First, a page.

Well, it's almost that time of year again. For help with plotting, Holly Lisle is offering a mini-course.
Set your sand dials, clocks, watches, hourglasses, or whichever methods of keeping time you possess, for NaNoWriMo is nearly upon us!
Thursday, October 14, 2010
Tuesday, August 17, 2010
Tuesday, January 13, 2009
At this site, 5 tips to writing a fantasy novel, one of the tips is to know the political factions. It's a good thing I've spent years thinknig about the one I am working on, because I have actually developed political factions over the years for the world in which it is set. I essentially finished book one and have plans for book two. I did start a bit of editing; but I think I should finish the trilogy before editing in earnest, since parts tend to overlap.
I haven't been writing too much lately, mostly because I've been studying the worldbuilding for an mmorpg called World of Warcraft. Yes, I enjoy playing it. There's also mention of occupations as well as classes, which is also a good point to take into consideration while writing. The things your character does for a living, outside of a plot, may well influence points of the plot. If you have an herbalist, for example, well, chasing herbs can often get you into some sort of trouble... ;-) Same with mining ores. An archer may be more then someone who shoots arrows. S/he has to know how to care for them.
Even magic must have some rules. I like the idea of basing a magic system on the act of using a computer. Technicians help with maintenance (that's where the real magic users come in), and there are people who will refuse or who are unable to learn to use it by some form; but there may be some forms of it which are usable by anyone who bothers to learn how to "tap into" the resource. The knowledge may not be accessible to lower classes if you operate on a form of caste system, but it is there, and may even be a plot element in some cases. Any person, of whatever class, may gain some knowledge of how to "tap" the source, if they have, or have had, access to the proper resource for tutorials in either the past or the present of a story.
Bah. Even outlines change over time. My notes are so disorganized, though a lot of them are stored in my fevered little brain (rhymes with "insane"). I think you may need to be at least a little crazy, to entertain the idea of writing a novel of any sort. With no guarantees of success, publication, or getting someone else to feed and water the cat (not to mention letting the Feline Wonder bite someone else's ankles for a while), well... It's still good to keep notes. I have notes all over the place, including online.
Central location, anuyone? We needs tips on some form of organization, as well as the writing and outlines processes. Notebooks are all well and good, but they are not often always accessible, and have a tendency to disappear or get displaced for one or another reason.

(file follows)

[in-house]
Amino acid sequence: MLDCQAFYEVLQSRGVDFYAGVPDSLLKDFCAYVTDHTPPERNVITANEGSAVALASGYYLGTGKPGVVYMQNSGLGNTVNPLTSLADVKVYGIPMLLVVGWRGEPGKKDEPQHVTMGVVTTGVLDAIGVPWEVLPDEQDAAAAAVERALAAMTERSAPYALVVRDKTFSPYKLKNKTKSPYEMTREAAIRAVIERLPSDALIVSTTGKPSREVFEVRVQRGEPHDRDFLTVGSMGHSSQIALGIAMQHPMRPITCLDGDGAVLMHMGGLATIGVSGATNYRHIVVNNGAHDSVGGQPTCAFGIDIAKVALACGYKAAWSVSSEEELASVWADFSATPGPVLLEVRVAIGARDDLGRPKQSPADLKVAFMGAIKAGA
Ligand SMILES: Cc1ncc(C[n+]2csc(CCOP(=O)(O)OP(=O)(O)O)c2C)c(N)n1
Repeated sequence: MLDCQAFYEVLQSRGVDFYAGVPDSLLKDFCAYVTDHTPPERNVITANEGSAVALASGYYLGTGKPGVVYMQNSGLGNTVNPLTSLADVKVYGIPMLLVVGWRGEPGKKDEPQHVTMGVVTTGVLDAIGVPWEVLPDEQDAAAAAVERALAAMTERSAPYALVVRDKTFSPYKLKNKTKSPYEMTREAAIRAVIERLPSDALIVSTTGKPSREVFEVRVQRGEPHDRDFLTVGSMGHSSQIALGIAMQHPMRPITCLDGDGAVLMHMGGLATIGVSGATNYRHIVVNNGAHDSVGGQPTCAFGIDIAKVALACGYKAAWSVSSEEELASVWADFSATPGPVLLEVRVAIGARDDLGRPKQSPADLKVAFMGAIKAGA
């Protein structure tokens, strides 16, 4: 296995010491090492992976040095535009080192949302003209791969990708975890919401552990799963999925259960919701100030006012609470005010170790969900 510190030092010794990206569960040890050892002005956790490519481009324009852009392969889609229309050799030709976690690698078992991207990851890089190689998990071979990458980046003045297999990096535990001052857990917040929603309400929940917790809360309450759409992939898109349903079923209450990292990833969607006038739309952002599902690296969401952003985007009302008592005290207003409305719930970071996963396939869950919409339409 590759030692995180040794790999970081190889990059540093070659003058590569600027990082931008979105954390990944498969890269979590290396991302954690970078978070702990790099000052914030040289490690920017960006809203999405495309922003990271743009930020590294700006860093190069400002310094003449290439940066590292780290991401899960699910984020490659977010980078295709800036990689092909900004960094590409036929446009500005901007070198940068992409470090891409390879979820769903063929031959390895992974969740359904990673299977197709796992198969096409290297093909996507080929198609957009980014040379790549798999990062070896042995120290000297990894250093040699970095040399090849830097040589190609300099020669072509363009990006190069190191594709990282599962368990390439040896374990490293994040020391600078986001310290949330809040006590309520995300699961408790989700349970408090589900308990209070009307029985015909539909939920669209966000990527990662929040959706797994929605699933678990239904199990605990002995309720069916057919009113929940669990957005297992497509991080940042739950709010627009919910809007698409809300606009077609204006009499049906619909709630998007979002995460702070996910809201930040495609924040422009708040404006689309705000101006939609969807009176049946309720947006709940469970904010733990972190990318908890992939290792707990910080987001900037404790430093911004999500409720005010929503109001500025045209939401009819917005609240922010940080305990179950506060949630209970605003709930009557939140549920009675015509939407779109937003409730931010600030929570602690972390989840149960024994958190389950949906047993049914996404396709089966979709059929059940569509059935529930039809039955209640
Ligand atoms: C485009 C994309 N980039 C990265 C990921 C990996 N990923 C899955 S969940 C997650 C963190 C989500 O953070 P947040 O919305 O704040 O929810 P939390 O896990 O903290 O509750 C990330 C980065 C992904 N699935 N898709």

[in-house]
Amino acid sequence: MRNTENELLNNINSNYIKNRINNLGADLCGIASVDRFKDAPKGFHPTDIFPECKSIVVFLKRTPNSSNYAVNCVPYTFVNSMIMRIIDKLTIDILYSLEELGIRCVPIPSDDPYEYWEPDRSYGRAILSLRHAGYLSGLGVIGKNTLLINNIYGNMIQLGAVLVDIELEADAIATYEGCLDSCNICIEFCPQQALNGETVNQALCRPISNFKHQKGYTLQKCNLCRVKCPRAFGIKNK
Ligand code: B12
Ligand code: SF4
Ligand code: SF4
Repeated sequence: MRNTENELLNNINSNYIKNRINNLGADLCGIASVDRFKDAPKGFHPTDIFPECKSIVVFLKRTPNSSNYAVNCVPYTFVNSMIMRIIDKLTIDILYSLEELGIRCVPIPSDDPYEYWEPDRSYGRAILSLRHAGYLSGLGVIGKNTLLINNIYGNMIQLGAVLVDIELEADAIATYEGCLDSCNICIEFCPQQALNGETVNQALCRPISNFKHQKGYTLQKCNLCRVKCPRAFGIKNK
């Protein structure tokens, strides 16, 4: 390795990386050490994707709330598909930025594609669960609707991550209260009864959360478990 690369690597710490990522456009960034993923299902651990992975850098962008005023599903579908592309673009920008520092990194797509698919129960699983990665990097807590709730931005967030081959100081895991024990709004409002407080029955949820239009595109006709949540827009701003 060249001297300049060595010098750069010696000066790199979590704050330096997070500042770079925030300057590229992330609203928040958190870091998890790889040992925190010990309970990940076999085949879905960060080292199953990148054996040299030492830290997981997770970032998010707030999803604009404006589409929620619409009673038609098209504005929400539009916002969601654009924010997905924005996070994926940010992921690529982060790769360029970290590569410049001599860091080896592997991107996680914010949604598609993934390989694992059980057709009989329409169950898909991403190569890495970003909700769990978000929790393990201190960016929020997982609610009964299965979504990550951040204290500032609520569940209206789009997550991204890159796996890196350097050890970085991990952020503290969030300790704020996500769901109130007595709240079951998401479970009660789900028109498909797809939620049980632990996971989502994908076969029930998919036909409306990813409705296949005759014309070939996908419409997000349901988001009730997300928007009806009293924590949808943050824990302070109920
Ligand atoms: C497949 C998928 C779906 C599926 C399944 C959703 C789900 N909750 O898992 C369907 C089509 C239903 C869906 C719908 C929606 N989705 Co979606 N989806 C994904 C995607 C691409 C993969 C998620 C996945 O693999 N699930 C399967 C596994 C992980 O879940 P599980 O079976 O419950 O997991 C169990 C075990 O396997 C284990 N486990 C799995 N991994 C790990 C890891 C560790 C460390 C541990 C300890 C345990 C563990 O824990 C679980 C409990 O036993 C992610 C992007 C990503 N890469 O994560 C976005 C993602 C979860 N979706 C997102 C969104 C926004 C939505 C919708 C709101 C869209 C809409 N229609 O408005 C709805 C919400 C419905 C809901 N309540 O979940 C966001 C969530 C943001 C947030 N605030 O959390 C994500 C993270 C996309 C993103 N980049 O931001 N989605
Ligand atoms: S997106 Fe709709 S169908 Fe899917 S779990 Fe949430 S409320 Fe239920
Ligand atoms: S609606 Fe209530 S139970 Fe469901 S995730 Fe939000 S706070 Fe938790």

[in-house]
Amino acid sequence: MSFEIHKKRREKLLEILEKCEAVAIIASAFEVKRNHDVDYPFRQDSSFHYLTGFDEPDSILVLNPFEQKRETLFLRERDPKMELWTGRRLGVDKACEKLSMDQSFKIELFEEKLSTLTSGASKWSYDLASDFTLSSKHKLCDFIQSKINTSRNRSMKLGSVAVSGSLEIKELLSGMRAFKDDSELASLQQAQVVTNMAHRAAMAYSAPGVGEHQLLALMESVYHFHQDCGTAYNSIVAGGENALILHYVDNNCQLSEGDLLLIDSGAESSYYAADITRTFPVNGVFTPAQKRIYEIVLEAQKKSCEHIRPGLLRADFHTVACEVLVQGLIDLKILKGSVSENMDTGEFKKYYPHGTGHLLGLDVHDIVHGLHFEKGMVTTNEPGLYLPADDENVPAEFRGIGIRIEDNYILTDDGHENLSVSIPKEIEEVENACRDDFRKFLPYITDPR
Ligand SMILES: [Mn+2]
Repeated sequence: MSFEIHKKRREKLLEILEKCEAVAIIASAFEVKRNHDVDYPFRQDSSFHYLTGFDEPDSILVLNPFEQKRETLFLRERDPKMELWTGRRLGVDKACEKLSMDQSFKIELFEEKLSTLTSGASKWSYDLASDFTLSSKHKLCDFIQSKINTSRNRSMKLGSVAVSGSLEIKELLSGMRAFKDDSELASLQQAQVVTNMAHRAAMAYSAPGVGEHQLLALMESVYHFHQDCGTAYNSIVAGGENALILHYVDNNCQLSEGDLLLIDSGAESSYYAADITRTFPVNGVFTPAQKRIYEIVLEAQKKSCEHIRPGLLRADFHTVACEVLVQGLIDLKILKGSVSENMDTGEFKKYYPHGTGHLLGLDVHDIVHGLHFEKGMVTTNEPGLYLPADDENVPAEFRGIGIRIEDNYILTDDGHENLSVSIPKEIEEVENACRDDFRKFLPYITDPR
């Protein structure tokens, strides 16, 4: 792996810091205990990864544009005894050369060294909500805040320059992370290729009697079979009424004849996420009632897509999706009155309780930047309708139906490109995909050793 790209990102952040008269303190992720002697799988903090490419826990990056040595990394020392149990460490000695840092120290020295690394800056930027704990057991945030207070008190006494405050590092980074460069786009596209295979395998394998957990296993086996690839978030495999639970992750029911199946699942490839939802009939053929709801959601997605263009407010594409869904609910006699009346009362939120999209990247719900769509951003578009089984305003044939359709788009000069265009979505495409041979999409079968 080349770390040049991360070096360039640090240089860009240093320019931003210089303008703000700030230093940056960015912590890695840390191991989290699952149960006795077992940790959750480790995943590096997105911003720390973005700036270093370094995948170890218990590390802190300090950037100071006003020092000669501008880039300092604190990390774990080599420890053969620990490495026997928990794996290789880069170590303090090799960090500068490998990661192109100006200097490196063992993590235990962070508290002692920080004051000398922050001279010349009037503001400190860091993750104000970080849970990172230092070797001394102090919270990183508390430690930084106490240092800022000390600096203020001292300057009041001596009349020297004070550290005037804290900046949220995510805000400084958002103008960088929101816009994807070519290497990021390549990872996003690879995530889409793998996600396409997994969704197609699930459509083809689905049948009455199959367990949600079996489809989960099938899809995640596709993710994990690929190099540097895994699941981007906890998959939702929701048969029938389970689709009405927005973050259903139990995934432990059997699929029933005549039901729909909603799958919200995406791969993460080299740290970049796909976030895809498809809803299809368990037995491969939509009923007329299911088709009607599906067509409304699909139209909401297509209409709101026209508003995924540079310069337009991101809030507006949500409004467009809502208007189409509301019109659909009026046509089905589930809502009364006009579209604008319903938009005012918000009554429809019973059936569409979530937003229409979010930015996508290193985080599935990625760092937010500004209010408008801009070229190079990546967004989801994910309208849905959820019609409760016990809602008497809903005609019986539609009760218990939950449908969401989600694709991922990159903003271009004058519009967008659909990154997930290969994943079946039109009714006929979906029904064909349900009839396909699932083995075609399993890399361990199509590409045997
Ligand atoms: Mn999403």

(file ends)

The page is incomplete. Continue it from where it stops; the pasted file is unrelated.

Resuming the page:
Situation Normal, All Futzed Up.
Posted by Liz at 11:54
Tuesday, March 11, 2008
April Fools sign-ups starts on 15 March. I've participated, not since the beginning, but each year since about 2005 (I think), possibly since 2004. You pick a goal, get to choose a pip to show your progress ,and let 'er rip.Since there are about four and a half full weeks in April, why not shoot for 5000 words with me? I'm debating going for 50k, but maybe 6k is a better total for me at this time.
Posted by Liz at 13:11
Tuesday, January 29, 2008
Yes, you read that right. I did. Unfortunately, I did not realized I'd reached the end of it till it dawned on me that I'd segued right into the next book. How could I tell? Related, but separate cast of characters and problems. I've bene chewing on it for a couple of months.
Exactly where and how does one part of a story cut off, and the next one begin? That's something to ponger, cogitate, and masticate upon.
Posted by Liz at 11:13
Monday, April 30, 2007
Aphorisms For Writing Science Fiction
Sci Fi - Arizona
The Six Stages of Writing
Stages of the Writing Process
Workshop: Writing The Novel Synopsis
Advice on Novel Writing with Crawford Kilian
Elements of a Successful Story
Ten Points on Plotting
Constructing A Scene
The Grand List of Overused Science Fiction Clichés
The Grand List of Fantasy Clichés by Kathy Pulver and J. S. Burke
Elizabeth Anne Ensley
I didn't lie--I was writing fiction in my mouth.
- Homer Simpson
Wednesday, April 11, 2007
Writing a Synopsis from the Ground Up
by Dee-Ann Latona LeBlanc
Writing the Tight Synopsis
Workshop Presentation at Autumn Authors’ Affair XIV
How to Write a Synopsis
by Marg Gilks
Hunting for an Agent (with Sample Synopsis)
by John E. Stith
The White City
by Benjamin Rosenbaum
The Craft of Writing
Tricks of the Trade
Conquering the Dreaded Synopsis
Outlines and Synopses
Robert J. Sawyer